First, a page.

- A few of these have around the curriculum themed tie-ins, making the units that have these (like the Activities of Plants) their own self-contained unit studies
- Pre-test and Post-Test
- Video Review
- Vocabulary Activities that involve choosing the right word for a definition out of a word bank
- A writing activity that involves using vocabulary words in the context of a paragraph and explaining ideas from the videos in your own words
- An extension learning activity that involves a worksheet where you read more on a topic and then either answer questions or label a diagram. For example, in the unit on Blood and Circulation you would read about “The Amazing Heart” and use the material that you read to label a heart diagram.
- There’s often a research activity. For example, on animal behaviors, the children are given a list of animals they can choose to research and write about their behaviors from.
- There’s also often one or two hands-on activities, such as making a cell model, dissecting a plant, practicing camouflaging animals, etc.
How We Used Visual Learning Systems
We looked around the website together, and I asked the children what they wanted to learn about. Both my 8 year old and my 9 year old were definitively all about the idea of doing life science. We decided, since the children are second and fourth grade to begin by doing the Primary Life science together as a review.
So, we would daily watch videos, pick out worksheets that interested us, and if I had one of the recommended books on the shelves, we would read the book together as well. Our preschoolers also watched these videos with us some days, but they just did it for fun, as I was not expecting them to do any of the activities that were included in the Primary Subscription with us, especially since we were doing them as a review for the older children.
Once we had finished watching and “reviewing” all the topics that we wanted to review in the primary life science section, we moved onto the elementary science using a similar format. We watch the video together, and we choose the activities and books that we might be interested in exploring together over the course of the week and we get started.
Each week we’re viewing the video (or chapters from it that relate to our living books) and picking out an activity or worksheet from the student activities to work through together. Some days it’s a simple worksheet with a reading activity and labelling or questions. Other days, we are spending part of our afternoon either building a model, researching or doing a science activity to go along with our unit. There’s so much to pick from in those elementary teacher’s guides as far as activities go that it’s easy for a unit to stretch into an entire week.
Our Overall Opinion
Overall, we love it. It’s a very enjoyable way to spend our science time together. I love the selection of activities and research possibilities in the elementary life science section, and I feel like my older two children have really learned a lot over the past few weeks using this program.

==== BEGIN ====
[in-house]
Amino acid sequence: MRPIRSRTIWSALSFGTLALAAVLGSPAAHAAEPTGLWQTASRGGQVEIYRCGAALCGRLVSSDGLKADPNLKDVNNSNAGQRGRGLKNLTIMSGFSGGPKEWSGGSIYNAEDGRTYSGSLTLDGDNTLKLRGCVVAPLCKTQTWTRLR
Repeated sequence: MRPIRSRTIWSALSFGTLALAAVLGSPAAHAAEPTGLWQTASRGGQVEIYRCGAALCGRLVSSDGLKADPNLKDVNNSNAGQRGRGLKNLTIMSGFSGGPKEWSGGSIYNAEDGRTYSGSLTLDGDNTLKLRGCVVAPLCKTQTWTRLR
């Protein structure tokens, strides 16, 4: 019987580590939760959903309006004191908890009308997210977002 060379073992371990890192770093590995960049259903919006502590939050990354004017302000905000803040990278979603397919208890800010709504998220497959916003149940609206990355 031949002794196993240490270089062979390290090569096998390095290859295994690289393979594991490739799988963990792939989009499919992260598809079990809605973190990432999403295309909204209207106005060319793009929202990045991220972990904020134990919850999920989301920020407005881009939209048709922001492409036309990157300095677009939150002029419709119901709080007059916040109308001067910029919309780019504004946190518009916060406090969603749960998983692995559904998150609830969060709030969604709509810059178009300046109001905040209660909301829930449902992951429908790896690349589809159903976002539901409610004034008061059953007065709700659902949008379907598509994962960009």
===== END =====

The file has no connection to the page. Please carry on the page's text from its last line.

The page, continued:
However, I had planned on my five year old working through the Primary science, and I felt, after viewing the teacher’s guides and videos that it wasn’t a very feasible plan for us. The content in the teacher’s guides for K-2 wasn’t very hands-on. We could have really used some crafty activities or simple science experiments to really make the science come alive for him. Although he enjoyed watching the videos, there was nothing further for him that held his interest. Because this is a very flexible curriculum tool, I could have found my own and added it in, but I didn’t want to take the time to do that, and would have appreciated some ideas for that in the teachers’ guides.
My nine year old also hated that the fun word searches that were part of the K-2 life science curriculum were not continued in the 3rd-5th life science curriculum. They are replaced by more fill-in-the-blank and match the word to the definition activities. He specifically told me to write that fourth graders like word searches too!
I also feel that I need to include a special note for my readers who want to be aware of evolutionary science resources that as we moved from primary to elementary, there are references to “millions of years,” etc. in the videos. If you’re trying to use mostly creation-based resources, you’ll want to be aware of that going in.
Having said that, this curriculum is a lot of fun. The children were excited that they got to watch a video as their primary source of learning, and between the videos and activities that we have done, they have retained many of the things that they have learned very well. In fact, my children ask to do this for science every day, and I’m excited to have such a fun resource to share with them.